Weather The Weather or How We Make It Home Together’s title pretty aptly encapsulates the experience of the show. This is night-time outdoor theatre, in Canada, in December, and there is plenty of weathering the weather to be had.
Weather The Weather was “inspired by winter, the Canadian Shield and our indomitable compulsion to get home for the holidays”. Two siblings, Daga (Amy Lee) and Diwrnod (Kawa Ada) are trying to find their way home after being displaced by a storm. Diwrnod is captured by Igora (Lisa Karen Cox), a troll who controls the weather. The sister must save the brother… with some help from a magical prince (Courtenay Stevens) and their house gnome (Colin Doyle).
By Gian Verano
Taking place at the Young Centre for the Performing Arts in Toronto’s historic Distillery District, the Impulse Festival – presented by Soulpepper – will be offering up four days of world-class improvisational comedy.
This year’s festival plays host to 8 troupes, hailing from 7 countries. They’ll be performing 16 shows, 15 workshops as well as Christmas at Choke-Poke Toys – a 55-hour improvised soap opera marathon.
And true to its name, the Impulse Festival will be a celebration of whatever thoughts and impulses come to the performers’ minds.
This intricate adaptation of the famous novel, The Tin Drum, is brought to life at Toronto’s Aki Studio Theatre
The Tin Drum, playing at the Aki Studio Theatre, is based on the famous novel of the same name by Günter Grass and follows the story of Oskar Matzarath. Oskar is born in the city of Danzig (now Gdańsk) in the 1920’s and immediately has the preternatural self-awareness to realize that life is safer, easier and more comfortable as a child. He wills himself to stop growing after the age of three. Read the rest of this entry »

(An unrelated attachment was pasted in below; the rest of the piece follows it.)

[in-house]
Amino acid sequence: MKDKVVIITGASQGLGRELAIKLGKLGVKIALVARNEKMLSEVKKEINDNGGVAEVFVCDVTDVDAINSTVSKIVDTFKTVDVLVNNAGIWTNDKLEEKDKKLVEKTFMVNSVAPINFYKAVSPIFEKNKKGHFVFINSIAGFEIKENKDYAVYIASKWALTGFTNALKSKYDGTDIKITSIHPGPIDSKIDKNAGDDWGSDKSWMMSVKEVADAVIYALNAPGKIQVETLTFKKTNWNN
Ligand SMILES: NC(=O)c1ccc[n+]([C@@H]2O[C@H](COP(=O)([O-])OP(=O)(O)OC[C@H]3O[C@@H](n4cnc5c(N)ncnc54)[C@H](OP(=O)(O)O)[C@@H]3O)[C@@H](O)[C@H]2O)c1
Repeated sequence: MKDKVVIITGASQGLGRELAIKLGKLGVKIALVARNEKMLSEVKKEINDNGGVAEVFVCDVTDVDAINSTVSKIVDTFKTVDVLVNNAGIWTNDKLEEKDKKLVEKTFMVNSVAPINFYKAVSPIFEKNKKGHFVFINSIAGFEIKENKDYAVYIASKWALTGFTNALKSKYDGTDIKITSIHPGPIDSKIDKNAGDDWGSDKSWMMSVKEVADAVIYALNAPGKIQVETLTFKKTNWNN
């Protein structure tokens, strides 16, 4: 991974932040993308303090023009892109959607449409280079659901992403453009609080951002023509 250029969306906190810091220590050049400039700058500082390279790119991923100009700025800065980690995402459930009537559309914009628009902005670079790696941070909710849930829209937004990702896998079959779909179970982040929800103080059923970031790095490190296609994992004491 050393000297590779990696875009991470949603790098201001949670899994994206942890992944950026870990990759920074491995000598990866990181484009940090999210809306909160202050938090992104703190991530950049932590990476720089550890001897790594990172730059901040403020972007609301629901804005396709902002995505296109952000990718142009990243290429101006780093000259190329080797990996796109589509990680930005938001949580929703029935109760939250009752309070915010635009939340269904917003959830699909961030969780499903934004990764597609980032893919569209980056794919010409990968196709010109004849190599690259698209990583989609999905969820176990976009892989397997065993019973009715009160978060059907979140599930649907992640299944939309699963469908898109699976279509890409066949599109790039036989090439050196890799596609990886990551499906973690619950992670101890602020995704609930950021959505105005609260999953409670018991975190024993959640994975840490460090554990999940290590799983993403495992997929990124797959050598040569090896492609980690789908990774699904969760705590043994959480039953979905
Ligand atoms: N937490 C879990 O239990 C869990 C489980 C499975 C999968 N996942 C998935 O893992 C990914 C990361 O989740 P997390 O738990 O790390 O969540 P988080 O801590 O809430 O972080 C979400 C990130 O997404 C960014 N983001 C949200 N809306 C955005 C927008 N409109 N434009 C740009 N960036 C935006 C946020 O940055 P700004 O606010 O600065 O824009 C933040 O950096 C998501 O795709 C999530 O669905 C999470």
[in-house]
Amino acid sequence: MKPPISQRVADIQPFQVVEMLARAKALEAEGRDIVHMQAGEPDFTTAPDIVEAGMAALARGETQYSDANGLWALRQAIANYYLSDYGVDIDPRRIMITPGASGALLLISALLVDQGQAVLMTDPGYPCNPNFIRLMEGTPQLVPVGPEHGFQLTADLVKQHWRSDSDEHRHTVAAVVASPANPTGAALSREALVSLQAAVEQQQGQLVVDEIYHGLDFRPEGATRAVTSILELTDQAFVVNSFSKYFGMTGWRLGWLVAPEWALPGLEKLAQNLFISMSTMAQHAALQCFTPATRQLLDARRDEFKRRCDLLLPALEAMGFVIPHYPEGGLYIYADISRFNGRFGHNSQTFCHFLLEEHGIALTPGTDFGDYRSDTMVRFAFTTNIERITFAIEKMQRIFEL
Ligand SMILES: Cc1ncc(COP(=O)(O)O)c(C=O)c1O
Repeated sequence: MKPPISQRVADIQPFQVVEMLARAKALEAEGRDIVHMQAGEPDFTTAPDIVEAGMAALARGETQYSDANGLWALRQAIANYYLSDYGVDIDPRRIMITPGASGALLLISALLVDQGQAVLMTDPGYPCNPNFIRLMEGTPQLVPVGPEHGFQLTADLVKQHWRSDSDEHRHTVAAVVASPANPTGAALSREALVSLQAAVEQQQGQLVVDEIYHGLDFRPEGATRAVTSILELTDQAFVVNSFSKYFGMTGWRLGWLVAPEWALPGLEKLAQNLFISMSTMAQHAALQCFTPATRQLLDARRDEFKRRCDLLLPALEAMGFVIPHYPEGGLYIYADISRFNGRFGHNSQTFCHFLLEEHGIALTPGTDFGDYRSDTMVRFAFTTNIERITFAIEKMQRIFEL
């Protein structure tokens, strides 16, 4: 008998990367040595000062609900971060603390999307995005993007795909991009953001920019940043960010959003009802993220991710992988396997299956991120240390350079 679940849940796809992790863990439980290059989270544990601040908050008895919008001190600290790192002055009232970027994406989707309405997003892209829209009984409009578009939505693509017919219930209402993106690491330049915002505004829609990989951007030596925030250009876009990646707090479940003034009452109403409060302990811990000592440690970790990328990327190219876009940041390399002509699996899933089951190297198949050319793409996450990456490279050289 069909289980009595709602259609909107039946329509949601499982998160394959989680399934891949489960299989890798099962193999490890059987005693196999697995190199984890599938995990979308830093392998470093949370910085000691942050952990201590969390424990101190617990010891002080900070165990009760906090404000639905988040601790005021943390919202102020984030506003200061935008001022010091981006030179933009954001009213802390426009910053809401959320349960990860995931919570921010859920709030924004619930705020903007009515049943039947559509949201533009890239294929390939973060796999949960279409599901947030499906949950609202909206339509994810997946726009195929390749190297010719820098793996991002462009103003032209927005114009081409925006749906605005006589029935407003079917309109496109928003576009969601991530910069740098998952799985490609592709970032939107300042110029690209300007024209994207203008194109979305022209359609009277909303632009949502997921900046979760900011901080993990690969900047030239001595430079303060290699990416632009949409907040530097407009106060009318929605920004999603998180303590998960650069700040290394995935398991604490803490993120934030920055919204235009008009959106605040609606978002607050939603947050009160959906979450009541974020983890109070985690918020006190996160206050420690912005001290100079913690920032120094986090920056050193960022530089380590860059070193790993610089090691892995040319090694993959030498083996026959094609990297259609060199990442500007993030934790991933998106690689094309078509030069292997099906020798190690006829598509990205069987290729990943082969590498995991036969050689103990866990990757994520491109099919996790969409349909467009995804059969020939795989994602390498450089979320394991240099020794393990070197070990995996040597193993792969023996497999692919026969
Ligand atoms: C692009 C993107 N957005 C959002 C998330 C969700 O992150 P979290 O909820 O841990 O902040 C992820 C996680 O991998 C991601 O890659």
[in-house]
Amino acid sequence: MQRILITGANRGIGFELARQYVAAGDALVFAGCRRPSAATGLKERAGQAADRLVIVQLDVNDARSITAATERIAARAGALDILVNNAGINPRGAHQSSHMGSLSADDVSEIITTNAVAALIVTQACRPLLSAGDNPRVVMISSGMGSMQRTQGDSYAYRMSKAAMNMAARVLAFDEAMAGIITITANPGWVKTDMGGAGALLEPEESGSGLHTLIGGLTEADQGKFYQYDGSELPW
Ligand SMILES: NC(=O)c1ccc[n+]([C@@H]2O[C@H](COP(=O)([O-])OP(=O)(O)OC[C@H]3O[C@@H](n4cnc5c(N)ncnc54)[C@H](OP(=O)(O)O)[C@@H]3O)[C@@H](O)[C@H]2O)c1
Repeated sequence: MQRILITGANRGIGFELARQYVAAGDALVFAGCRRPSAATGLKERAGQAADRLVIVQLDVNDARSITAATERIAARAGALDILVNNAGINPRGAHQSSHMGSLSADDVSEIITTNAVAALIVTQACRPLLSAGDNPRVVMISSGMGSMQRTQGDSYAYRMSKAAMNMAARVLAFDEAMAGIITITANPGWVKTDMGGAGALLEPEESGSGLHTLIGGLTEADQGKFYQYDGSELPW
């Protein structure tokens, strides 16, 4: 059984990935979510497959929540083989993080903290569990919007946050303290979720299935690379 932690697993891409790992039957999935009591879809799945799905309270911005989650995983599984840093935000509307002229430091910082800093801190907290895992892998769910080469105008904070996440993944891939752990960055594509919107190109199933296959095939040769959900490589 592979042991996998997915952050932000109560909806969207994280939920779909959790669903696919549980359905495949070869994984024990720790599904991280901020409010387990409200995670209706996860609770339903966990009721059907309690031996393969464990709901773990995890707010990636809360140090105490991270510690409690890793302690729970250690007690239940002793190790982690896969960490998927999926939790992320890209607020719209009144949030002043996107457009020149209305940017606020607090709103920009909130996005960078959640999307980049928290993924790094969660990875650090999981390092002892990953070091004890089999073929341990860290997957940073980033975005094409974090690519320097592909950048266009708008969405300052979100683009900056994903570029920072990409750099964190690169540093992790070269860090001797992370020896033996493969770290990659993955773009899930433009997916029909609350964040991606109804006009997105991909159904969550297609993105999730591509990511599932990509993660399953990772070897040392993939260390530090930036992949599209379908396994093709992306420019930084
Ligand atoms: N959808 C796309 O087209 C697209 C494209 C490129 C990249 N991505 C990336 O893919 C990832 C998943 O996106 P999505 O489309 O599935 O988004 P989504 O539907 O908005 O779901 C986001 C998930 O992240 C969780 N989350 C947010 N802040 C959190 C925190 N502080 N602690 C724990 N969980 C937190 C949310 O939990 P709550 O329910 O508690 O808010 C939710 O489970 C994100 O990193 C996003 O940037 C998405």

By George Perry
Repetitive Strain Injury, a story about a young couple before their wedding, is playing at Factory Theatre
Repetitive Strain Injury, the story of a young couple on the verge of marriage, is the first production of Company Kid Logic. Toronto’s Factory Theatre Studio hosts the coming-out party for this uber-talented company. For over 40 years, Factory has been “Home of the Canadian playwright” and a breeding ground for great, young Canadian talent. Repetitive Strain Injury certainly follows in that tradition.
Written by Rob van Meenen, the play impressively arose from a blank slate during a 24-hour playwriting contest. It doesn’t touch on the human condition as much as it embraces it. Repetitive Strain Injury is a coming of age piece that almost any adult can relate to, regardless of age.
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There are plenty of laughs to be had in theatre this week. With Soulpepper’s Impulse Festival beginning December 12 along with a number of other hysterical holiday themed improv and comedy opening this week, you’re bound to find something to defeat the winter blahs and tickle your funny bone.
Here is what’s going on in Toronto theatre this week. There are several great shows to catch for the week of December 9th, 2013. ** Shows marked with the double asterisks and in red are the ones that make Wayne, our Managing Editor, wish he could exist in multiple parallel universes so he could check them all out.
By Mara Gulens
Witty Toronto references fill this version of The Little Mermaid, a fun play for the family, at the Elgin Theatre
Of the dozens of references to contemporary culture in Ross Petty Productions’ pantomime The Little Mermaid, my 12-year-old theatre companion got all but one. Indeed, I explained “the vibrating thing in the handbag” to her.